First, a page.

You may have seen this article in the NY Times this week:
In interviews, New Yorkers, even as they leaned into summer activities and visited parks and cafes, shared a common foreboding that looked beyond the virus itself. Schools, the economy, crime, food, shelter, travel and access to family, planning a vacation — nothing feels like a given in these waning days of August.
So, my friends – if you’re feeling some anxiety and foreboding, you’re not alone. I think everyone has a touch of it, or more than a touch. To be more than 5 months into this pandemic and still not really know how much longer it will go on – it’s rough. It still feels like March, only hotter, I said the other day. Things are supposed to shift at the end of the summer, but we’re not sure how, this year. Parents aren’t sure what school supplies their kids need – new shoes, or better Wifi access. People who delayed traveling this summer now aren’t sure whether they should try to make that trip this fall either. The political news gets uglier than it’s ever been, and then, a week later, it gets even uglier still. Jobs continue to disappear and storefronts to go vacant. And now doctors are starting to warn about the double whammy of the flu on top of everything. It’s all good while we can go sit in the park with half of New York, listening to the birds – but there comes a point in every day when the sky clouds over and the uncertainties return. If your misery feels better with a little company, well, you’ve got lots of company.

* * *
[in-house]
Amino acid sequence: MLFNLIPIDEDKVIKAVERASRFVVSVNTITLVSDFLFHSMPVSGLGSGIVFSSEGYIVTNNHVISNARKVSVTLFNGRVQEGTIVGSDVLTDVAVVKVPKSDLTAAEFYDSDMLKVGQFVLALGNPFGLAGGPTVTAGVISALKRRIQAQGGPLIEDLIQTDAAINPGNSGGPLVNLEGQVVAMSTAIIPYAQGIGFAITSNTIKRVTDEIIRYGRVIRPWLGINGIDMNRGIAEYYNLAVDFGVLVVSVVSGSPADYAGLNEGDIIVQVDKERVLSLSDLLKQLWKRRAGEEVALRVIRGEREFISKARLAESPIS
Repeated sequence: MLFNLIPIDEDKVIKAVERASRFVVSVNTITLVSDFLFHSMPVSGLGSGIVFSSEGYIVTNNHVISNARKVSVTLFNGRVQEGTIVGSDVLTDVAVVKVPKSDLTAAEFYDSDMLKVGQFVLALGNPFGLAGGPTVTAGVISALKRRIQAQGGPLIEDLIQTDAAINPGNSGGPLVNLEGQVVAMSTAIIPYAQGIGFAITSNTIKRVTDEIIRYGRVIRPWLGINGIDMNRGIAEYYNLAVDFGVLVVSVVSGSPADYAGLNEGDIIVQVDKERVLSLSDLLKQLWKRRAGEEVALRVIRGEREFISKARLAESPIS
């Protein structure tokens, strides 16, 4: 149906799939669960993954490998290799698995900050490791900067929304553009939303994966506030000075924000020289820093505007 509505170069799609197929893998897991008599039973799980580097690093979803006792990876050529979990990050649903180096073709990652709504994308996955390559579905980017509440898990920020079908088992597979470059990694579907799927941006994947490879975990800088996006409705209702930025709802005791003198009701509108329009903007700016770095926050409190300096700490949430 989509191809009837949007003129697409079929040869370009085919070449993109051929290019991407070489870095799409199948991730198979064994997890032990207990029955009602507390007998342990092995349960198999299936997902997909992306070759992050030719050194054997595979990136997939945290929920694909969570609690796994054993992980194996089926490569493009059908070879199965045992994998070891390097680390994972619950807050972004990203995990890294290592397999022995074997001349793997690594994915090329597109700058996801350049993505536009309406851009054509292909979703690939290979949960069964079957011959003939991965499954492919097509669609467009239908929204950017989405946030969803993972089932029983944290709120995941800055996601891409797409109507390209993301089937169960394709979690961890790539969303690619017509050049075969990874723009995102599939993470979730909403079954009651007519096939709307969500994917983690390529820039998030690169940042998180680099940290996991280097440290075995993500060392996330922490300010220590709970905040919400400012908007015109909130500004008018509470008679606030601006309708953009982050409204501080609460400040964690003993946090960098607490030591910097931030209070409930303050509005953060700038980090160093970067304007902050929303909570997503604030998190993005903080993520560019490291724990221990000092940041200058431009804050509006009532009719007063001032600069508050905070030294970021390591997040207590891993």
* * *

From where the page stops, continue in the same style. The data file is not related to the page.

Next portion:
At first blush, today’s gospel doesn’t make it much better. Just last week, Jesus was giving Peter kudos for his strong, faithful answer to Jesus’ question, who do you say that I am. You’re the Messiah, Peter said. Right! Jesus said. Excellent! But a short few verses later, the mood has gone sour. The Messiah will suffer and be killed, says Jesus. No way! says Peter. Wrong! says Jesus. Get behind me, Satan – you have this whole thing wrong. Deny yourself, take up your cross, and follow me.
Talk about the clouds coming over the sun. Just when our hopes had raised – he’s going to take care of everything, at last – Jesus dashes them again: this will all be more difficult than you think.
It seems it’s not just about giving the right answer. It’s not just about doing the right thing and following the rules. It’s about giving ourselves up completely to following Jesus. Which implies a certain – let’s say total – lack of control.
Back to that Times article:
Experts said it was vital that people take steps to restore a feeling of control — however minimal — over their daily lives and, to some extent, their future. “We kind of know the lay of the land,” Mr. Kushnick, the psychologist, said. “It’s a matter of whether you’re going to adjust, or not adjust and suffer.”
As my family will tell you, I hate nothing more than a constant, ongoing lack of control. Short-term, it’s fine. I can be a happy passenger going along for the ride; I can be a good patient, following doctor’s orders; but to have the lack of control run on for a while, even a long while…? Like more than a couple of days? Oh no. And that’s what this pandemic has all been about. Ongoing, unrelenting, lack of control.
Jesus says, Follow me by denying yourself and by taking up your cross. Follow me by losing your life. Follow me by letting go. Oh no.